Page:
Saturday, June 29, 2013

The State of Our Schools

The Albany Business Review continues to publish the statistics from its 2013 School Report. Yesterday, they ranked school districts; today, they reported on student test scores.

Of the eighty-five school districts in the Capital Region, the Hudson City School District is ranked 82, sharing the lower echelon with the other urban districts: Troy 83, Schenectady  84, Albany 85.

Student test scores tell almost the same story. In math and science, the four school districts seem just to be changing positions in the same four slots. In math, it's Hudson 82, Troy 83, Schenectady 84, Albany 85; in science, it's Schenectady 81, Troy 82, Albany 83, Hudson 84. But in English, Hudson breaks from the pack and rises to 78, while the others remain near the bottom: Albany 82, Troy 83, Schenectady 84; and in social studies, Troy rises even higher to 58, with Hudson at 76, and Schenectady and Albany still near the bottom at 82 and 83 respectively.


  1. If I remember correctly from last year, the Hudson City School District did score in the Top 10 last year for one thing. Didn't the teachers rank way up there with the highest teacher's salaries in the state? Wondering if they are still in the Top 10 again? Those 82s & 84s would be great if our students got those as marks on their class tests. Not as a ranking out of 85! With 85 being the worst!

  2. Carole,

    I note that you say that Hudson shares the lower echelons with "other urban districts" (Troy, Albany, Schenectady). That's interesting because Hudson is considered, at least by New York State Education Department, as a rural district. In fact, the Albany Business Review does give Hudson a needs-to-capacity index category of 4, which, it notes, is a "high need rural district," where "3=High need urban and suburban districts, 4=High need rural districts, 5=Average need districts 6=Low need districts.” The other lower echelon districts in the Capital Region --Albany, Troy, Schenectady--are all #3, high-need urban.

    It's easy to see why HCSD has a rural designation, compared to Albany, Troy, and Schenectady if you look at basic enrollment data:

    Albany: 8,600 students in 15 schools. (
    Troy: 4,000 students in 8 schools (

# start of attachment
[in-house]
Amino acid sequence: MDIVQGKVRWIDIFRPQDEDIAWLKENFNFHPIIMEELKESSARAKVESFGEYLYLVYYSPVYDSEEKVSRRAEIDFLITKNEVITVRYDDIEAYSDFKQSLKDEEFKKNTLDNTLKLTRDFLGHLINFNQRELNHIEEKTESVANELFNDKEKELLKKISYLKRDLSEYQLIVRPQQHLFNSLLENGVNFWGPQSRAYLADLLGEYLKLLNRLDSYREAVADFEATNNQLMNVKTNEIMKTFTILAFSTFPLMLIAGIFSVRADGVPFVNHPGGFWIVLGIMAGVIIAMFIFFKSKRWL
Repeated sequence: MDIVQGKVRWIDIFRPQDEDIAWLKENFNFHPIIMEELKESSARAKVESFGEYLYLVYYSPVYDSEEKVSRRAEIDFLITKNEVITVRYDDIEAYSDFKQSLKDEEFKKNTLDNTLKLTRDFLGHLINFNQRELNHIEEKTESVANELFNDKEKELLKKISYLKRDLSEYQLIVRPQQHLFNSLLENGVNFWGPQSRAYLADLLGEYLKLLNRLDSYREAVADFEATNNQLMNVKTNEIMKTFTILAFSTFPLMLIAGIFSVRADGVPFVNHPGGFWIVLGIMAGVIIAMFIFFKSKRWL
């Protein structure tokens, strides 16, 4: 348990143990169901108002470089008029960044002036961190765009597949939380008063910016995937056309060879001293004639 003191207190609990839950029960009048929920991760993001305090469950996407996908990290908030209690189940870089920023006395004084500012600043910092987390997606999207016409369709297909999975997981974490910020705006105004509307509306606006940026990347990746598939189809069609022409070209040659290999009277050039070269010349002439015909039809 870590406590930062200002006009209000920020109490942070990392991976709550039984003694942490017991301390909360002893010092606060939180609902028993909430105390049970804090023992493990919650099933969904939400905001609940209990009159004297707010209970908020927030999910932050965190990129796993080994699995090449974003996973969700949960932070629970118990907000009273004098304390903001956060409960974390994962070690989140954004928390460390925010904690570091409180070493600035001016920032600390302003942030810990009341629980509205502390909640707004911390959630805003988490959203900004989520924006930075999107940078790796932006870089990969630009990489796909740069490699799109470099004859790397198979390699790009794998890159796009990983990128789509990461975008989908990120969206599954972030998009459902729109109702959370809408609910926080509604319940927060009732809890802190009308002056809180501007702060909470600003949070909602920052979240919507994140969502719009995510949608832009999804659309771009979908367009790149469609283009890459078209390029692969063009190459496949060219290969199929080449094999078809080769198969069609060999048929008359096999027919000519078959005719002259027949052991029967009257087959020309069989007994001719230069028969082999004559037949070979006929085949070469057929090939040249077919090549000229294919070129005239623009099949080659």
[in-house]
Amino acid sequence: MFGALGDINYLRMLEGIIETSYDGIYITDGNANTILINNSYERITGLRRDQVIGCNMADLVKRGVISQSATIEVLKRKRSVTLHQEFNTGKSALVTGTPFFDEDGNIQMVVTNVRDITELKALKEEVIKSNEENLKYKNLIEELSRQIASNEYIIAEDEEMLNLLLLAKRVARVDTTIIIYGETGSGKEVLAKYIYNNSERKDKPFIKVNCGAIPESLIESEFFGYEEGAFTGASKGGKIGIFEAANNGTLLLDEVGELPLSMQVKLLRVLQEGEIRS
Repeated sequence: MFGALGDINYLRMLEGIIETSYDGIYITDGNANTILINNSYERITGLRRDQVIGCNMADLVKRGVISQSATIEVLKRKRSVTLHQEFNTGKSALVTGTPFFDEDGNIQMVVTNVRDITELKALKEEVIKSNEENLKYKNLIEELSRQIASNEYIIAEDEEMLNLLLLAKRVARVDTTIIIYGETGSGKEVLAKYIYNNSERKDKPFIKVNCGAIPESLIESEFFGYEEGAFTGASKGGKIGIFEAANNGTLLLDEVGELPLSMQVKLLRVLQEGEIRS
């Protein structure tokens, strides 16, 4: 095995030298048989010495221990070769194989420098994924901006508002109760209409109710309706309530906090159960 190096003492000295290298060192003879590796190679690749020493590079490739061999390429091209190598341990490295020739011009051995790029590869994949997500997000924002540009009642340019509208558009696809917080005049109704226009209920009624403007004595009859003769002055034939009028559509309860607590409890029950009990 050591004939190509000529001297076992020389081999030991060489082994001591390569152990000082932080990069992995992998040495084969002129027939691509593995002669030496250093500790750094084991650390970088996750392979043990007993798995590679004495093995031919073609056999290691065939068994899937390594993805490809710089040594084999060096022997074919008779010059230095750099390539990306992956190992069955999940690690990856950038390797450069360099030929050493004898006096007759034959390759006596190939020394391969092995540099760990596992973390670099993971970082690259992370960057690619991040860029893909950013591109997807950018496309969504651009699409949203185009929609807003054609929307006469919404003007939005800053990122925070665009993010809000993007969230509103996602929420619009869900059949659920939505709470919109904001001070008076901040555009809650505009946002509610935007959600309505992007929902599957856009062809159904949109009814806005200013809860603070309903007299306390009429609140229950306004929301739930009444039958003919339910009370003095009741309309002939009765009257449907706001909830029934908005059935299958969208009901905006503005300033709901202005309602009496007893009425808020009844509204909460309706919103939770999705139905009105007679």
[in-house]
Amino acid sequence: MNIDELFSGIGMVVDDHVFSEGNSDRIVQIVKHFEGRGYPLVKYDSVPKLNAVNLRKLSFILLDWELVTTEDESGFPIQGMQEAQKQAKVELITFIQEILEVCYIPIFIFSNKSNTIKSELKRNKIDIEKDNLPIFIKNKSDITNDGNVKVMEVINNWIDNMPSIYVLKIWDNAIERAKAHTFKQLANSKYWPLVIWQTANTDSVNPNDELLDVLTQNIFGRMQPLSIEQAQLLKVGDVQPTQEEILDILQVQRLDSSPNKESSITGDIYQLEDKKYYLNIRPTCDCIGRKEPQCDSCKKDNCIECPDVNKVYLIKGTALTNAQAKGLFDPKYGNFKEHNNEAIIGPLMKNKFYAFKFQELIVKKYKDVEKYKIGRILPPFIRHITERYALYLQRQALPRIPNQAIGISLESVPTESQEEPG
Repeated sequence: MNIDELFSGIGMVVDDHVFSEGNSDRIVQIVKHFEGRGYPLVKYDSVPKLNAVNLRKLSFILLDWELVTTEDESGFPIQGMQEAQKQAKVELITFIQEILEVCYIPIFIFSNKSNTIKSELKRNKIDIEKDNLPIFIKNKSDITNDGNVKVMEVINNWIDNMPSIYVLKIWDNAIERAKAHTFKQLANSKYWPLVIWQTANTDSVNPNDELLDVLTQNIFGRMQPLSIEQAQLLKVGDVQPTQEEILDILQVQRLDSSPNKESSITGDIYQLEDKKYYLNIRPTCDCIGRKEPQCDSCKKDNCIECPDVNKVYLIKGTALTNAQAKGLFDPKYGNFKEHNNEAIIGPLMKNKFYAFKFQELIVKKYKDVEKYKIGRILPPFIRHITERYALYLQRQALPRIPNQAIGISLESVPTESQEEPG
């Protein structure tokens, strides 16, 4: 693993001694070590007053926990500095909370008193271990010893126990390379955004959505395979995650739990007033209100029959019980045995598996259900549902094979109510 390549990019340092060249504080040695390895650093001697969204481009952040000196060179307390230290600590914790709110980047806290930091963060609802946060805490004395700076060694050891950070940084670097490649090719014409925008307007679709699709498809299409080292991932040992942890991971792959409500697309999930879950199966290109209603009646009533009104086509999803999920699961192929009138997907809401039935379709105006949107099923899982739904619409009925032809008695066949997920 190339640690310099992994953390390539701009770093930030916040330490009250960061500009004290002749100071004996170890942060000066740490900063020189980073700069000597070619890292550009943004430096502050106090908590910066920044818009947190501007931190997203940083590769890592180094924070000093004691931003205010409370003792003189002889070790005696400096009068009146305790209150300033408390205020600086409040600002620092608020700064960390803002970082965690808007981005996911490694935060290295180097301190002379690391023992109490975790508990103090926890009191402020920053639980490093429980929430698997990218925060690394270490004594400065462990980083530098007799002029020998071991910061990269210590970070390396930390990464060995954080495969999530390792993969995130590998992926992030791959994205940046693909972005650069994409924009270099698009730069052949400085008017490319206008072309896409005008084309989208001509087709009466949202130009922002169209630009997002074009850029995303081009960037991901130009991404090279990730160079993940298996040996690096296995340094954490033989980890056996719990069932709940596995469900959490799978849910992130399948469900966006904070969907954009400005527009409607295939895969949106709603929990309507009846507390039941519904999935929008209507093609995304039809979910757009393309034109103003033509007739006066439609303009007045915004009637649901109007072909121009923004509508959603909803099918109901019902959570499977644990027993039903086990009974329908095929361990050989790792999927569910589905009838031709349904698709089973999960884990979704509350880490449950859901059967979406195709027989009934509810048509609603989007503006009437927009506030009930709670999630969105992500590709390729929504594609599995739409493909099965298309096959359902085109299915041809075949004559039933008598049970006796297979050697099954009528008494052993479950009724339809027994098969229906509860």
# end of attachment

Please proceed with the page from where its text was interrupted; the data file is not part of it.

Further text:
Schenectedy: 10,000 students in 20 schools (
    Hudson: 1,900 students in 3 schools (

    We're a tiny district in a pretty rural county. I hate to say it, but the urge to call us "urban" comes from the color of our skin (some 30% of our kids are African-American) and is often used to give us an excuse for our low performance. It's a troubling impulse -- to think of us as "urban" just because we have black kids -- and it needs to be seriously examined. Forget the "urban," we (HCSD) have to decide whether "diversity" is a good thing (we're always celebrating it) or a bad thing (we're always complaining about the difficulties of educating "a diverse population" of students). This goes deep. But we need to stop constructing our schools around our preconceptions of the studentbody (race, parental education, poverty, etc.) and pay more attention to what it is that all kids need to learn -- black, white, rich, poor. If we focused on what teachers should teach instead of what (certain groups of) kids should learn, we'd all be better off; most especially our kids!

    peter m.

  3. I took a look at the math list, as those are the toughest teachers to come by. What I see in the top ten are school districts where very little poverty exists. Looking at the bottom ten we find urban and rural communities with very real issues of poverty.

    I'm not taking about median incomes, averages, crime rates, property prices, etc. The simple presence of poverty. The kids who leave those homes each day and try to function in the schools have the odds against them.

    I used to believe that it was all an excuse, that people could pull themselves up by their boot straps and get ahead in life if they were willing to work for it. I now believe that that was true until some 20-30 years ago, when the scourge of drugs reached every trailer park, urban housing project and suburban cul-de-sac in America.

    Drugs were the game changer, and by drugs I mean crack, heroin and crystal meth. Watch 'The House I live In' (found easily via Google) and see what you think.